So the MGU-H gives the turbo a power source independent of the engine. This lets it maintain speed and compression so it‘s always ready to deliver its boost.

Heat and rotational forces

There are some clever physics principles behind how the MGU-H achieves this:

So exhaust heat gives the turbo its initial spin. The MGU-H then harnesses rotational forces to keep it spooled. This interplay is managed by the master computer 100 times per second!

Unlocking the Potential of Hybrid Power

The MGU-K and MGU-H are pivotal systems within the overall Energy Recovery System architecture:

Demystifying the MGU-K and MGU-H: The Tech at the Heart of F1 Hybrid Power - 33rd Square (1)

ERS Elements Working Together

  • MGU-K
  • MGU-H
  • Battery energy store
  • Power electronics to deploy energy

Combined, these hybrid components contribute an extra 160 hp in addition to the 740 hp from the 1.6 liter V6 turbo engine:

Power SourceBHP
Internal combustion engine~740
Total Hybrid Power>900

This gives drivers an abundance of power on tap – over 1,000 Nm of torque in qualifying trim.

Strategic Deployment

The way ERS power gets deployed also adds great strategic intrigue:

  • Drivers have an allowance of 4 MJ of hybrid deployment per lap.

  • Strategic harvesting and deployment can give an edge.

  • Full ERS gives a perceived acceleration boost of over 1.3G lateral force.

  • Driver skill manages complex energy flows throughout a lap.

As Lewis Hamilton describes it:

"You‘re using hybrid power and engine power to their maximum potentials lap after lap. It‘s the most strategically challenging and satisfying driving I‘ve ever experienced."

So mastering the hybrid system intricacies provides a competitive advantage.

The Future of MGUs – Greener Performance

F1 is all about pushing technology frontiers, and the innovation around MGUs is already influencing road car development:

  • The thermal efficiency gains are being applied to cleaner combustion engines.

  • KERS-type regenerative braking is growing fast, especially in hybrids.

  • Better electrification, energy storage and deployment pave the way for higher performance electric sports cars.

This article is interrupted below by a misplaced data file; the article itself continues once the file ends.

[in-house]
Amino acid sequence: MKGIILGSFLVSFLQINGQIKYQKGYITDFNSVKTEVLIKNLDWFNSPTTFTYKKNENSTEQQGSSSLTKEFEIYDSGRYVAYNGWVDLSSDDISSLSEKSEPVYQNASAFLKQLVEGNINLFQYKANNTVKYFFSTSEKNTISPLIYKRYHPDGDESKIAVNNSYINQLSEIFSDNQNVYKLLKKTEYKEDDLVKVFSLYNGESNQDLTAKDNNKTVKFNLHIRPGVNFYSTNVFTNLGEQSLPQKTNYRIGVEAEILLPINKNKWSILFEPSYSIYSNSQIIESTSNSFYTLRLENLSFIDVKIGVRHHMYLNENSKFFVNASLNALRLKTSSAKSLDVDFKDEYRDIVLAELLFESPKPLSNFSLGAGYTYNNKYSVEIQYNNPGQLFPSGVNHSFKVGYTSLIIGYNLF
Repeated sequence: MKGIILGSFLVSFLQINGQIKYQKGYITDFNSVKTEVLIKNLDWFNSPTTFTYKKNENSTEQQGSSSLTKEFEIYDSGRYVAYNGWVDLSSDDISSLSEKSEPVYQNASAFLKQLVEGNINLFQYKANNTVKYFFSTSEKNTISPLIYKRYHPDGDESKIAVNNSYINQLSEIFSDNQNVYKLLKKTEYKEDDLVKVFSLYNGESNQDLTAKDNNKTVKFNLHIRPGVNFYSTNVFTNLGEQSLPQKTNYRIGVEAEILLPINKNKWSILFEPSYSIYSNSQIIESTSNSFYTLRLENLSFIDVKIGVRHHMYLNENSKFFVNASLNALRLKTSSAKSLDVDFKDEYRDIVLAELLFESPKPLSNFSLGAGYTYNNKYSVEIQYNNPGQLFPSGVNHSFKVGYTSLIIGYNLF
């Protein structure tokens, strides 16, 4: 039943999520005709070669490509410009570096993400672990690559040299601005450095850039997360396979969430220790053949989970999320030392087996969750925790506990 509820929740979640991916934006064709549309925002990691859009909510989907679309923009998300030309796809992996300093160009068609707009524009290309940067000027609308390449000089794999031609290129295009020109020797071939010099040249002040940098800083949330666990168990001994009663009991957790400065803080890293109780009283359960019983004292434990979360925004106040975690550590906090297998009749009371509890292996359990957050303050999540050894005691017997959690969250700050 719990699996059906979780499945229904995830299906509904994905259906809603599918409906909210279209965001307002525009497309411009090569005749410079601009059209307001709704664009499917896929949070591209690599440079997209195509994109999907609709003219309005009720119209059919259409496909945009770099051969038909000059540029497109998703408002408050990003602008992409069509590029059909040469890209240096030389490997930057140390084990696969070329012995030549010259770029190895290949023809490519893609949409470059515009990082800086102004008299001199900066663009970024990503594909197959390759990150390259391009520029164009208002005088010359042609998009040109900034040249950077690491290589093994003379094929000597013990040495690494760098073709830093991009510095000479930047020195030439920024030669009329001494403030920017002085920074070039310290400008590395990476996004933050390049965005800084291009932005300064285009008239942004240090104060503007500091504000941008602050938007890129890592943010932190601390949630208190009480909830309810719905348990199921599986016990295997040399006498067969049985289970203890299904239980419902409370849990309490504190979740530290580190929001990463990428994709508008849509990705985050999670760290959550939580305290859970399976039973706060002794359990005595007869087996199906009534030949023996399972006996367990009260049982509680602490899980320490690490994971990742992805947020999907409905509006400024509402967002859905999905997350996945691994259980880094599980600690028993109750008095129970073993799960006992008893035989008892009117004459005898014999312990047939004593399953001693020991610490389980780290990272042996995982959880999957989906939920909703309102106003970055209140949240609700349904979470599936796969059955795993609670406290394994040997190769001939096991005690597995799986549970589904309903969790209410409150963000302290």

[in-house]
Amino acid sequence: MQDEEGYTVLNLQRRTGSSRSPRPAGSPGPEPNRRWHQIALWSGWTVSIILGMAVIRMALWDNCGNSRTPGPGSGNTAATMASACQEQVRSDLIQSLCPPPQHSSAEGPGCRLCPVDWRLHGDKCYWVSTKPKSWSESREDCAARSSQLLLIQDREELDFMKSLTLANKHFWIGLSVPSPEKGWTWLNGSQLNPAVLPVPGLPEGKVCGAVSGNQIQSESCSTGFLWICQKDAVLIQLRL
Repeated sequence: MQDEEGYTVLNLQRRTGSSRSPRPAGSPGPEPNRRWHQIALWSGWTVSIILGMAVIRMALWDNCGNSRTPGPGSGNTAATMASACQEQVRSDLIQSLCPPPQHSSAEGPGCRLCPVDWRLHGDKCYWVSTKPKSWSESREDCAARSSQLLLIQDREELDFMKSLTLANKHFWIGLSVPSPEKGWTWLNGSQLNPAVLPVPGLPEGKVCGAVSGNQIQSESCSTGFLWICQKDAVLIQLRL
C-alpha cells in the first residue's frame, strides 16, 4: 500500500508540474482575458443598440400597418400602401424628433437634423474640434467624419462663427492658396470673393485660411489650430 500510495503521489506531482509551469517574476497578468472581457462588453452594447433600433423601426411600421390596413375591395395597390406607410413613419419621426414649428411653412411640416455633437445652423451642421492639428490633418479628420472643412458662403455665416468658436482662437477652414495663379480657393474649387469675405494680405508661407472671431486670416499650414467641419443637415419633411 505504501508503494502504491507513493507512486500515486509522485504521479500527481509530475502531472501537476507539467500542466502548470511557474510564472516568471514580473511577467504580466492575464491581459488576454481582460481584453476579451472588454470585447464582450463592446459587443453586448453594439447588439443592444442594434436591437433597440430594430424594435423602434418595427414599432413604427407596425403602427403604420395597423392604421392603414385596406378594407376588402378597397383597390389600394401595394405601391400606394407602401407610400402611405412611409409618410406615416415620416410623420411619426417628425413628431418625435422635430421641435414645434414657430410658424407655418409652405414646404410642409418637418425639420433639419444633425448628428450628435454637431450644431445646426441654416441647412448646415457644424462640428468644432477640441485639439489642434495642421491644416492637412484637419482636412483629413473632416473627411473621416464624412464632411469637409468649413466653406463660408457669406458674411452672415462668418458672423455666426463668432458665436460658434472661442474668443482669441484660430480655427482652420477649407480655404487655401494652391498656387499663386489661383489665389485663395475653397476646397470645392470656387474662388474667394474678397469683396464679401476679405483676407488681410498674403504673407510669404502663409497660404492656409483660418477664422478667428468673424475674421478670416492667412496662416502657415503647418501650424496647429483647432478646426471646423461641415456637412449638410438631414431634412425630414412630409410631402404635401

As F1 pioneers like Mercedes envision it:

“The learnings from F1 continue to shape our road car technology, especially around electrification and hybrid systems. Those technologies are going to be a huge part of the future.”

The MGU-K and MGU-H illustrate how motorsport can spark innovation that filters down to transform everyday transport. As F1 progresses into new rules cycles, expect the ERS systems to continue to drive the evolution towards greener, more thrilling racing machines.

So while many only see the stylish bodywork, the real magic of a modern F1 car happens under the skin. It’s the MGU-K and MGU-H at the heart of the hybrid system that provide the performance jolt. These pioneering regenerative technologies turn wasted energy into on-demand exhilaration.

How useful was this post?

Click on a star to rate it!

Average rating 5 / 5. Vote count: 1

No votes so far! Be the first to rate this post.


You May Like to Read,

  • How many F bombs are allowed in Breaking Bad? An in-depth look
  • Demystifying the "Tsu" Sound: An In-Depth Guide to Japanese [ts]
  • What Happens If You Pick Zucchini Too Early? The Complete Guide to Growing Epic Zucchini All Summer Long
  • Hey There! Here‘s the Complete Scoop on Alcohol and Wood Tables
  • What‘s better for home entertainment – 1080p or 4K 2160p with HDR?
  • Why is Wrath Considered a Sin? A Deeper Look at This Deadly Vice
  • Demystifying "Theo" – Your Complete Guide to Casino Theoretical Win
  • Demystifying 500 GB of Storage: A Deep Dive
Demystifying the MGU-K and MGU-H: The Tech at the Heart of F1 Hybrid Power - 33rd Square (2024)
Top Articles
Latest Posts
Article information

Author: Otha Schamberger

Last Updated:

Views: 5695

Rating: 4.4 / 5 (75 voted)

Reviews: 90% of readers found this page helpful

Author information

Name: Otha Schamberger

Birthday: 1999-08-15

Address: Suite 490 606 Hammes Ferry, Carterhaven, IL 62290

Phone: +8557035444877

Job: Forward IT Agent

Hobby: Fishing, Flying, Jewelry making, Digital arts, Sand art, Parkour, tabletop games

Introduction: My name is Otha Schamberger, I am a vast, good, healthy, cheerful, energetic, gorgeous, magnificent person who loves writing and wants to share my knowledge and understanding with you.